I have just finished this book. I got it just before Christmas; it has been re-issued as a print on demand book, so none of the comfortable old-fashioned feel to it. I think it must have been printed somewhere abroad and there are some amusing typos.
It is a chilling story which romps along. I wondered about the death of Joe Veal immediately it happened, but what brought me up short was the final sentence (before the epilogue). She turned the key and threw it in the water... Ooh that's ruthless.
It did take some pages to get into the story, but I badly wanted Anthony to be loved by someone. He was so alone in the world and even though no-one was actually unkind to him, he was treated as a nothing, or as a useful go-between.
I found a paperback copy of this book in an Oxfam bookshop while on holiday. I was so excited, as I adore the Poldark books and want to read other Winston Graham works. I have to say that I found it a very peculiar story and did not get absorbed at all. I think I have to like at least one of the characters in a novel in order to enjoy it. None of the characters here 'spoke' to me.
Tide was nearly full. Mist lay in a grey scarf along the line of the cliffs. .. and they walked home hand in hand through the slanting shadows of the new darkness.
Both books were written in 1945 as I'd started looking for similar Poldark calibre books of this period as well !
It's a good couple of years since I read it though I can't remember why I never got around to posting anything. It's an interesting Victorian mystery period read with a young girl as the central character centred around Falmouth (Angharad, as you can see, herself appearing in an HTV film made in 1983) and as always with WG very absorbing. However because I've never been into murder, mystery and suspense novels of any sort it's bound to be hard for others who might feel differently to judge.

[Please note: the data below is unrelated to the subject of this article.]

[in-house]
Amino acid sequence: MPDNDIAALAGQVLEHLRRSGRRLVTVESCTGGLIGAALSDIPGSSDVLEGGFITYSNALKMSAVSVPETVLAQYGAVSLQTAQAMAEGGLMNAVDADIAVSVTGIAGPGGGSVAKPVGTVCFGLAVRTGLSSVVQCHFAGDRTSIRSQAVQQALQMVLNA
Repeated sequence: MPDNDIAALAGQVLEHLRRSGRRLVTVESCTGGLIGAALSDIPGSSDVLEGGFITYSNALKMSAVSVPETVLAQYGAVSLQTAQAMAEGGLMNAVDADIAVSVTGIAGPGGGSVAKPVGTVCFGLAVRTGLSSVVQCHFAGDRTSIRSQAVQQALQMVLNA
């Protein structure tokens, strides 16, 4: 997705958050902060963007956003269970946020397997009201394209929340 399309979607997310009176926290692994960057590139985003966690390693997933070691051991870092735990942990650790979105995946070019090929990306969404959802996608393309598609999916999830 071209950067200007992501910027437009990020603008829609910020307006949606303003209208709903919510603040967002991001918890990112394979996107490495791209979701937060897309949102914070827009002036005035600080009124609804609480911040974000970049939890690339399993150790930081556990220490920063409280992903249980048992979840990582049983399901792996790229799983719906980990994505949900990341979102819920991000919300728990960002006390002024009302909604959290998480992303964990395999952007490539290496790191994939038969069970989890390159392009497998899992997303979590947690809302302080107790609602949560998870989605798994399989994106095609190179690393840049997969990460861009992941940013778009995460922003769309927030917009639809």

Personally speaking I think the two fiction books that arguably come the closest to Poldark are "Cordelia" (which WG sourced from his mother) and "The Ugly Sister", also both set in Victorian times, as WG writes in both as a woman and seem to have more bite and feel more convincing than when he writes as a man. Other's might feel differently of course !
One final unrelated thought is that because WG was in general so very much into murder. mystery and suspense novels anyway, it must explain why his description of Ross's trial was so vivid and unforgettable.
If you ever want to buy any of WG's books I always buy from this site below as it has the biggest choices as well as being the quickest and above all the cheapest. Saving all that uncertain waiting on e-bay !
Has anyone read this book?! Am I right in thinking it may have been the forerunner to Ross Poldark?
13. The Forgotten Story - 1945.
"Mr. Graham's characterisation is always convincing and the backgrounds effective." - Daily Telegraph.
"One can safely rely on Mr. Graham. He is one of the few authors who bring a nice subtle touch into the treatment of plot and characters." - Irish Independent, Dublin.
"Mr. Graham writes vividly and briskly." - The Scotsman, Edinburgh.
"A marvellous story-telling ability" - Books and Bookmen.
"Chillingly convincing....memorable characters." - Liverpool Post.
In December, 1898, a barquentine was wrecked on the Cornish coast near Falmouth. This is "the forgotten story" of some of the people who came unexpectedly to be passengers in the ship on her last voyage, of their loves and hates, and how a young boy is drawn irrevocably into the centre of a gripping drama.
* * * *
A six-part UK HTV television serial production adapted from the novel and aired in 1983 also received a silver medal at the New York Film Festival.
UK / ITV Network - HTV / 6x30 minute episodes / Broadcast 9 January - 13 February 1983 | Sundays @ 5.30pm)
Writer: Arden Winch / Executive Producer: Patrick Dromgoole / Novel: Winston Graham / Producer: Martin Schute / Director: John Jacobs
Period mystery drama serial "The Forgotten Story" was set in Falmouth during the 1890's when 11 year old Anthony is sent from America to live with his Uncle Joe following the death of his gold hunting father. Uncle Joe keeps a seaman's restaurant and Anthony is soon caught up in the lives of the characters who frequent the place. A fabulous cast marks this out as an above average production, it was based on Winston Graham's novel who had also written the Poldark novels.
Cast: JOHN STRATTON as Joe Veal LILA KAYE as Madge VAN JOHNSON as Perry GEORGE CAMILLER as Ned ANGHARAD REES as Patricia ALEXIS WOUTAS as Anthony SARAH JANE BICKERTON as Fanny
-- Edited by Ross Poldark on Sunday 27th of January 2013 04:29:50 PM
"Perfection is a full stop .... Ever the climbing but never the attaining Of the mountain top." W.G.